Since completing the series, this group has continued to hold workshops and is working on beautifying the garden around the local community centre.
Queensland Rural, Regional and Remote Women’s Network (QRRRWN) is a member and volunteer based, multi-generational, not-for-profit organisation for women from, or supportive of rural, regional and remote (RRR) areas, across all sectors and industries. Their focus is on building strong and diverse communities through connecting, developing and inspiring RRR women.
In 2018 they received $5,000 from FRRR’s Small Grants for Rural Communities program, funded by the David Mactaggart Foundation to fund a history project as part of their 25th anniversary, which was celebrated at the QRRRWN annual conference in Kingaroy.
The project paid tribute to the QRRRWN women whose vision 25 years ago helped shaped the organisation as it stands today, as well as the communities they live in. Interviews were conducted with past and present QRRRWN women, and featured their stories, wisdom and achievements in a series of videocasts. These snapshots of the life of the organisation were launched at the QRRRWN 2018 Conference as part of an exhibit featuring memorabilia from the last 25 years.
There is also now a history page on the QRRRWN website, with a series of videocasts that members, prospective members, as well as the general public, can view. This history webpage hosts the previously hidden collections of QRRRWN history that can be viewed as slideshows: https://www.qrrrwn.org.au/history-project/.
Project lead and QRRRWN board member Dr Cecily Jensen-Clayton said that years of drought, economic downturn, cyclone damage and the shrinking of rural communities have led to a loss of energy and motivation in leadership.
“The greatest success from my perspective was the performance and effectiveness of the history project team. What I am most proud of is that these outcomes are enduring, these outcomes being legacies that continue to energise leaders, their communities, and the QRRRWN organisation.”
One significant benefit of the history project was that it showcased to younger members the greater capacity and capabilities of the organisation. One millennial board member has now gone on to take up an executive position this year, and other participants were gifted with new and different ways to think about using their voice as leaders, commensurate with the objectives of the organisation.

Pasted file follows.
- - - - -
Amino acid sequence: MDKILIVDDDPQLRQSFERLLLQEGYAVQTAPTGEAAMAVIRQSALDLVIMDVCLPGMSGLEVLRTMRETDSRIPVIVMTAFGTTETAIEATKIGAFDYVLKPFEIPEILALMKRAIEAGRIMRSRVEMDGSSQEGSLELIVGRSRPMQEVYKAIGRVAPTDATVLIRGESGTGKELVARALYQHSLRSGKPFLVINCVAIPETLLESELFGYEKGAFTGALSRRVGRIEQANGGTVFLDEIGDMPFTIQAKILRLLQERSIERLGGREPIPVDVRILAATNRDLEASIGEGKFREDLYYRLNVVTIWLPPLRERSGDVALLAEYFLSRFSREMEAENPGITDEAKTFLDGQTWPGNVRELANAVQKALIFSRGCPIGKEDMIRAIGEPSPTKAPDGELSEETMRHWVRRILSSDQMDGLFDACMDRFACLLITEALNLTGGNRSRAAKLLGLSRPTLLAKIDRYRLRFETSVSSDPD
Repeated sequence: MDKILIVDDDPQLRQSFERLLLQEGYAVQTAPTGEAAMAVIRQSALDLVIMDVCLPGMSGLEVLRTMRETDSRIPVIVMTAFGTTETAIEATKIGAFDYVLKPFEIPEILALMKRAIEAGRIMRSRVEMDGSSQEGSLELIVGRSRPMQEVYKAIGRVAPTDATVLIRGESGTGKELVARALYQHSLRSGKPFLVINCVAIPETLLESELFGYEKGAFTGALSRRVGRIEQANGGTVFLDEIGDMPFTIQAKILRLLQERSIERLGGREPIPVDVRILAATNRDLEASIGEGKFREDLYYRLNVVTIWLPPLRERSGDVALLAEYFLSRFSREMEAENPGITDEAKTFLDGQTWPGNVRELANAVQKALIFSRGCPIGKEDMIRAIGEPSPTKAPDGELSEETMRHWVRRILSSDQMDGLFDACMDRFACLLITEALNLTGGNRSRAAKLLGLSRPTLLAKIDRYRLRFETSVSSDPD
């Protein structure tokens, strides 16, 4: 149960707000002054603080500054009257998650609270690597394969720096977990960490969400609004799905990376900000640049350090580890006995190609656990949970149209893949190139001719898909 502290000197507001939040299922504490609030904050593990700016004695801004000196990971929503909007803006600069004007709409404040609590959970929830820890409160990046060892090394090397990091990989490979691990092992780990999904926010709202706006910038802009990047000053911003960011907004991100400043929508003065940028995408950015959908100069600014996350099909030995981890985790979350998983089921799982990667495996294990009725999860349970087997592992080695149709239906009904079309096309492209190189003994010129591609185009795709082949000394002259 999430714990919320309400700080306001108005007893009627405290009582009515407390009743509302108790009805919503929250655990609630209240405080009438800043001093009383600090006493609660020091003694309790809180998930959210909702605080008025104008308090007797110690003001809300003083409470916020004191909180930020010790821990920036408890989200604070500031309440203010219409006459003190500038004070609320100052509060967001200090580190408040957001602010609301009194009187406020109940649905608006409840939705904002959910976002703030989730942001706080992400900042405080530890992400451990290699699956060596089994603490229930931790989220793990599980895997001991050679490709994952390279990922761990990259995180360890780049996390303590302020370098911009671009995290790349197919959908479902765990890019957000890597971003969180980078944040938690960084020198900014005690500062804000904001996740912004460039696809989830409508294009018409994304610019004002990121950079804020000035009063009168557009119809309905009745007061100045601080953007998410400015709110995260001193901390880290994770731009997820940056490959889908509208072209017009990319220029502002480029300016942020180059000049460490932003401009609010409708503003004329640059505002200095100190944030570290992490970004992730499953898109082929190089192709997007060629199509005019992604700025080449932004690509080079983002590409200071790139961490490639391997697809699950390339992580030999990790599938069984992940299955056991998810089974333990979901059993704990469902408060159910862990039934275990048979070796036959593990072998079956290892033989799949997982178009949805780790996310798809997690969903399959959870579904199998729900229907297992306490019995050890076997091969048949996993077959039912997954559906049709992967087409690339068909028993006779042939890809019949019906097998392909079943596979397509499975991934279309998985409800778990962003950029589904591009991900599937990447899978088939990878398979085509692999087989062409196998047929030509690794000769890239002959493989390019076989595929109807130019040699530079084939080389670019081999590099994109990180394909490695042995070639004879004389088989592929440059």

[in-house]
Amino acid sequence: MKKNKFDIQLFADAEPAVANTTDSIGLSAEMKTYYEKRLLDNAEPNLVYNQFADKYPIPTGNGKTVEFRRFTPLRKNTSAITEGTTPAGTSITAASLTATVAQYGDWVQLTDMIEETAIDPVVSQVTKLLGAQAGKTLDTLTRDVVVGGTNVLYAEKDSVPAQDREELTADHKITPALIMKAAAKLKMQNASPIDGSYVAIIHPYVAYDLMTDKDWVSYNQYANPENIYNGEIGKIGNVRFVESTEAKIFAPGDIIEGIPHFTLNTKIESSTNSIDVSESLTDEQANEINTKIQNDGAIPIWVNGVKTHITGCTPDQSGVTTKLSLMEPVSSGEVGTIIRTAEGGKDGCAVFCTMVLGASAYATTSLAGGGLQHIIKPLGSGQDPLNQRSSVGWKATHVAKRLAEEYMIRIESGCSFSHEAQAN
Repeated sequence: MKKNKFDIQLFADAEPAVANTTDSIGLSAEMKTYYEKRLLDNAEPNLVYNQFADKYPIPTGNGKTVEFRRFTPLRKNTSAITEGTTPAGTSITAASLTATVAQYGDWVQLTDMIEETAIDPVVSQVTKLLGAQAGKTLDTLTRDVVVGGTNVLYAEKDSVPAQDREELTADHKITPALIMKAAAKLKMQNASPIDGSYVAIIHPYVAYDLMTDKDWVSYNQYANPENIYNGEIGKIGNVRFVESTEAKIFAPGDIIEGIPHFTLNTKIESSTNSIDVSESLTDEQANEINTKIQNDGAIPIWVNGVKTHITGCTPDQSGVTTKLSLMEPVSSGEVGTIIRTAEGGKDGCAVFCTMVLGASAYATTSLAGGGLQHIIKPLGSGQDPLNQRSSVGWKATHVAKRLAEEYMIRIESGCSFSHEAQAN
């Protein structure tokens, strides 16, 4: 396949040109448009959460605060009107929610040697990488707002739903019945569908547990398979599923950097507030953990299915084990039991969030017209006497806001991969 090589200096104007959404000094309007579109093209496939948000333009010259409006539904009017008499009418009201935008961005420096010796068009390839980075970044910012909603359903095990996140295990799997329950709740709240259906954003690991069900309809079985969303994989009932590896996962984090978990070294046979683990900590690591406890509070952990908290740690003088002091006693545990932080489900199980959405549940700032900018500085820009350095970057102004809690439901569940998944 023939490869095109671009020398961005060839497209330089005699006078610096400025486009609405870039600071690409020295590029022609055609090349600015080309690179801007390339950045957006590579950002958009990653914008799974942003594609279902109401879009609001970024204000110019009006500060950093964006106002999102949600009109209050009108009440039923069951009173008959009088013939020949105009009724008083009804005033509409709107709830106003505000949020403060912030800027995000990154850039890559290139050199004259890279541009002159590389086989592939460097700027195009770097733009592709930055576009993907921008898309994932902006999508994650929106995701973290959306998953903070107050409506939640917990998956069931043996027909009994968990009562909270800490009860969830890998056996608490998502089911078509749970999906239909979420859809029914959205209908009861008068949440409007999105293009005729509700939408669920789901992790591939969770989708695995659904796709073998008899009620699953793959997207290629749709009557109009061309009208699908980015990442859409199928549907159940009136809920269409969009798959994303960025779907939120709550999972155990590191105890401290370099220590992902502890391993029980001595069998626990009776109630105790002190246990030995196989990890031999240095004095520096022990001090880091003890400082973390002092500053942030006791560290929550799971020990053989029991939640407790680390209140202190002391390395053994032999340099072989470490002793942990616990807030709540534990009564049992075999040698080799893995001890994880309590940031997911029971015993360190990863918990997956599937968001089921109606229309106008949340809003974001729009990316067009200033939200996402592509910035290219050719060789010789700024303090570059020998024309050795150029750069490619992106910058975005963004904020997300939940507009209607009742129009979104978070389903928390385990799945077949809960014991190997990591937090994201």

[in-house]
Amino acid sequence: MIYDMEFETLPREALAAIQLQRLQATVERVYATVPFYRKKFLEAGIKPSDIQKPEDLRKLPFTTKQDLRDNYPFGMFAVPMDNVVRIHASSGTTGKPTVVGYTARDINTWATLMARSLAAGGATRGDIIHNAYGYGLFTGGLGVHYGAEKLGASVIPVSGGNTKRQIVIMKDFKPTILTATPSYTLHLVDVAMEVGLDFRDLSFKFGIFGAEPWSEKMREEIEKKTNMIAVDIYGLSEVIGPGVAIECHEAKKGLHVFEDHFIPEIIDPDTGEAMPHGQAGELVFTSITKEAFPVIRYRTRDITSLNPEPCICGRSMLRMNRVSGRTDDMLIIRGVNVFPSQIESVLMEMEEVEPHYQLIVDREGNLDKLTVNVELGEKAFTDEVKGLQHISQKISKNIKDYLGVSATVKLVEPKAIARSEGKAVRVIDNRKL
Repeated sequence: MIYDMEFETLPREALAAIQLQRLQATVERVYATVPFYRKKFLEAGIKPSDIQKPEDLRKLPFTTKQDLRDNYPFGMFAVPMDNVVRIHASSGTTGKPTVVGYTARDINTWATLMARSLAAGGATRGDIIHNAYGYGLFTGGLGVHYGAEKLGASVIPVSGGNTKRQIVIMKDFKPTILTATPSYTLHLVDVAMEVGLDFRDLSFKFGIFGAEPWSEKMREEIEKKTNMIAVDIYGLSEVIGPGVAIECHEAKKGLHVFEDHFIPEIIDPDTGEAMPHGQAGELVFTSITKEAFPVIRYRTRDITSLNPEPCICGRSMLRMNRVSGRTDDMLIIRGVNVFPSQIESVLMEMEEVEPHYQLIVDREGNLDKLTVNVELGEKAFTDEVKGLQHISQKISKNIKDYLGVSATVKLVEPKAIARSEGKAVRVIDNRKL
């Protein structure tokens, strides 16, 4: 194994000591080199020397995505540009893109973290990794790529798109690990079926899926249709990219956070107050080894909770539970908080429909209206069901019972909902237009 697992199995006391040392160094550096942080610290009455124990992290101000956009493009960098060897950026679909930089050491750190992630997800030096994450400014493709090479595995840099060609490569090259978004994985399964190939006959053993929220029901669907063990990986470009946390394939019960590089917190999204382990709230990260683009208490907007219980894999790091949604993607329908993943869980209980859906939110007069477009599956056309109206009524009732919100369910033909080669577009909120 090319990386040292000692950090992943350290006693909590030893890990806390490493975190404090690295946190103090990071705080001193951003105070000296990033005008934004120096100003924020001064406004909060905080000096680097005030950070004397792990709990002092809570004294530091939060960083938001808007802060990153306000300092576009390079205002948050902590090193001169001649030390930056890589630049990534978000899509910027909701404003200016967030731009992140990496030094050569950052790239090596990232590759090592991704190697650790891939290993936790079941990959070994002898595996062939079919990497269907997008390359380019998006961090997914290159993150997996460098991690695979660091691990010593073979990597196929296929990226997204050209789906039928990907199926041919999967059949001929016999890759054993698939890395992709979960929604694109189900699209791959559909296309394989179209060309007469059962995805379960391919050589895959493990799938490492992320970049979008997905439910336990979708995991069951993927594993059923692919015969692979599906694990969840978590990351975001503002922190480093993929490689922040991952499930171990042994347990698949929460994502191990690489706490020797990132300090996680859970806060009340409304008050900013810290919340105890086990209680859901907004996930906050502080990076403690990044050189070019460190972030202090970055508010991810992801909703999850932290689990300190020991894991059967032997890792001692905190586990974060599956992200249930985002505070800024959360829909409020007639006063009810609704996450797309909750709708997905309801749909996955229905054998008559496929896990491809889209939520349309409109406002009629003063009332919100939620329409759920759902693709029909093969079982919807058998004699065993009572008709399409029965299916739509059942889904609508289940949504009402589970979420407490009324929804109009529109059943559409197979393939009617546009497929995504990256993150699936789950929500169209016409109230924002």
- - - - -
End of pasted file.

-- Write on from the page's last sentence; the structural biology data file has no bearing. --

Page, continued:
The National Remote Indigenous Media Festival is First Nations Media Australia’s major industry event celebrating achievements and supporting the training of the remote Indigenous media sector. Each year the festival location alternates between remote desert and coastal communities to make it as accessible and relevant for its participants as possible. With the annual change in locations comes the need to source funding.
First Nations Media Australia, formerly known as the Indigenous Remote Communications Association is the peak body representing and supporting the media and communications needs of remote Aboriginal and Torres Strait Islander people.
The organisation advocates for community-focused broadcasting, providing tools, networks and resources to support Indigenous media organisations and workers to upskill and build their capacity.
First Nations Media Australia secured $5,000 from FRRR’s Small Grants for Rural Communities program, funded by The Pratt Foundation, to purchase iPads, mobile phones and software to help deliver one of the 2017 festival’s key workshops, Working with Mobile Devices.
More than 100 remote Indigenous media outlets and industry partners from across Australia gathered in the community of Irrunytju (Wingellina) on Ngaanyatjarra country – about 1,700 kilometres north east of Perth near the borders of Western Australia and South Australia for an action-packed week-long industry event.
The festival provided an opportunity for delegates to work together toward innovative solutions for the challenges faced by the remote media sector, connecting people, places and stories across the country to strengthen culture, identity, and well-being. It involved industry forums and skills development workshops led by inspiring trainers and facilitators, and in the evenings, time was spent enjoying, acknowledging and celebrating local culture and talent, including movies, music and award presentations.
Some great work was produced during the workshop, including a high-quality animation entitled 7 Sisters, which was created by trainees and showcased at the final day’s workshop presentations to much acclaim by delegates. In most cases, participants were able to work independently after the initial training.
This small grant helped more than 100 people from remote Indigenous communities and media organisations to gain meaningful training and industry knowledge from experienced trainers and Indigenous leaders. Participants left inspired, enthused and more confident about their work in the sector.
Examples of completed work can be viewed on https://firstnationsmedia.org.au/.
Pemberton is a small community in the South-west region of Western Australia. With an employment shortage in the hospitality industry and limited access to local training for disadvantaged adults, the Pemberton Community Resource Centre (CRC) saw an opportunity to make a real impact.
They used a $4,890 Small Grant for Rural Communities to run a barista training course, which caters for disabled people and youth.
Working with other local community groups to identify people who would benefit from the barista training, the CRC were able to engage 42 participants!
The course was such a great success that the local school is interested in continuing to work with the CRC to provide the barista training to their students. It has also given local business operators the ability to employ locally, where previously they relied heavily on the itinerant workforce, helping to strengthen the local economy.
Greening Australia (Tas) is a leading environmental restoration organisation, restoring and conserving natural landscapes, producing clear, practical plans that allow people and wildlife to coexist. Their aim is to optimise greater understanding and involvement of Tasmania’s biodiversity hot spot through the running of conservation and artistic workshops for the community.